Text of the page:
When I started seeing the physical therapist I also started school again. So I was going to go to physical therapy twice a week, take a full class load at Capital, and take the class I had to retake at Columbus State, plus I was living in an intentional household community that had morning prayer (starting with breakfast at 6:10), dinners, and a few other commitments — meanwhile also trying to get my headaches better. It became very apparent very quickly that there was way too much on my plate and something had to go. In the end, after conversations with a different professor at school (whom is also one of my favorites) and with dad (and him giving me permission to take a semester off school), I decided to take a semester off school. Went to therapy twice a week, went to class twice a week (I still was retaking that class at Columbus State), kept my household commitments to the best of my ability, and slept close to 16 hours a day. After about a month of therapy I went in for a check up with my neurologist. I was still in a lot of pain and pretty exhausted. My doctor gave me an option to add in medication in addition to the therapy to help suppress my nervous system which would ultimately also help with my pain control. So between therapy and medication, the glorious day in the beginning of April happened and I woke up pain free for the first time since October.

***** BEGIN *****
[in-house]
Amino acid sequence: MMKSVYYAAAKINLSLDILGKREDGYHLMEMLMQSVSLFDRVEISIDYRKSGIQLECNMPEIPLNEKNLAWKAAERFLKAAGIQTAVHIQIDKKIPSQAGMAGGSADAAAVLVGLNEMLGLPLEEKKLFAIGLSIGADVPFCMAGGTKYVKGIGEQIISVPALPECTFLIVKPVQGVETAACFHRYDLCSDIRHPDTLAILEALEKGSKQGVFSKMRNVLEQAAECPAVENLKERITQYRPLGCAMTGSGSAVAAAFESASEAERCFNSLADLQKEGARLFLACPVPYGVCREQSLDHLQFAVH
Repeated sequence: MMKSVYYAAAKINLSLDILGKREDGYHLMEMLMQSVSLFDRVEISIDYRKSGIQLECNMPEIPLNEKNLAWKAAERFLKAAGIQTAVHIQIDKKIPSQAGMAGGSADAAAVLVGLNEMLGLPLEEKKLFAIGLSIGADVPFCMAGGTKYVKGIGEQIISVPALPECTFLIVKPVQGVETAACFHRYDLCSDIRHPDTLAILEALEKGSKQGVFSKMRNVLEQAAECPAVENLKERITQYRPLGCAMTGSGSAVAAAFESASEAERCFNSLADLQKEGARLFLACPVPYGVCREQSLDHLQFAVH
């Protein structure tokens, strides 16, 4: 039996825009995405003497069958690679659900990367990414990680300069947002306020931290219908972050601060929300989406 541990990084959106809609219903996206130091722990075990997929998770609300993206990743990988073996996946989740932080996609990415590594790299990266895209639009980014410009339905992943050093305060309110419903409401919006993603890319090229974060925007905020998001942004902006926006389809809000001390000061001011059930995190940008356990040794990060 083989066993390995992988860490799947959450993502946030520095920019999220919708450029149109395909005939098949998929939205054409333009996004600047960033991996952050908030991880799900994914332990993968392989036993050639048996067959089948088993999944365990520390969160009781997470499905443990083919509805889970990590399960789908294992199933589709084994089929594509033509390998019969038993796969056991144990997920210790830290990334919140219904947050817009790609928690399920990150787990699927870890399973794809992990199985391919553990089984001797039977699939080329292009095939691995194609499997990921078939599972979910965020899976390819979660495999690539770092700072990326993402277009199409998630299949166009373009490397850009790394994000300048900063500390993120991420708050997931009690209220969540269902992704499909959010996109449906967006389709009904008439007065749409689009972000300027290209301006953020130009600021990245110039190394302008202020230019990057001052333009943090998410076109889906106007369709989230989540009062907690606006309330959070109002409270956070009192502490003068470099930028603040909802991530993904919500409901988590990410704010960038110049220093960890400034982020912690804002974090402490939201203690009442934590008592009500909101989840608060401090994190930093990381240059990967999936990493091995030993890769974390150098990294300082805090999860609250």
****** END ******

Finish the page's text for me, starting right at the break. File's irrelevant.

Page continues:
So what does all this have to do with gratitude, as I titled this post? Well, during these months of misery, it was really hard to pray. It was really hard to do anything, but especially to pray because well, why would God let this happen to me? (right, classic question). I still don’t know, but I have a lot more peace with migraines just being a part of my life. But during this period of my life a friend got me to read a book called A Thousand Gifts. It’s by a Christian author who talks about the importance of giving thanks, especially in the hard times. She presents a challenge in the book to write down 1,000 things you’re thankful for. So I decided to take this challenge on, and since then gratitude has become part of my mantra. Especially last year when I was a bible study leaders. I really came to know the Lord and to see His goodness because of gratitude and giving thanks.
Why bring all of this up this morn… err afternoon. I woke up today with a migraine, that made me nauseous when I sat up. I’ve had plenty of migraines since they chronic daily aspect of them ended back in April of 2013, but it’s been a long long time since I had one like the one this morning. But at least now I know what I need to do to get rid of them, right? Anyway, as I was eating my banana, getting coffee, and taking medicine I found myself offering my pain for my friend is 40 weeks pregnant and extremely uncomfortable. And I quickly realized that if it wasn’t for all the suffering these headaches had caused me and the journey I’ve had with gratitude I wouldn’t have seen this suffering this morning as an opportunity for grace and prayer, but rather would’ve been annoyed by the inconvenience it is.
Today I will give thanks, for headaches, for growth, for grace, for coffee, ibuprofen and sleep, for the lessons I’ve learned, for the woman I’ve become (…am becoming). And so much more. What will you give thanks for?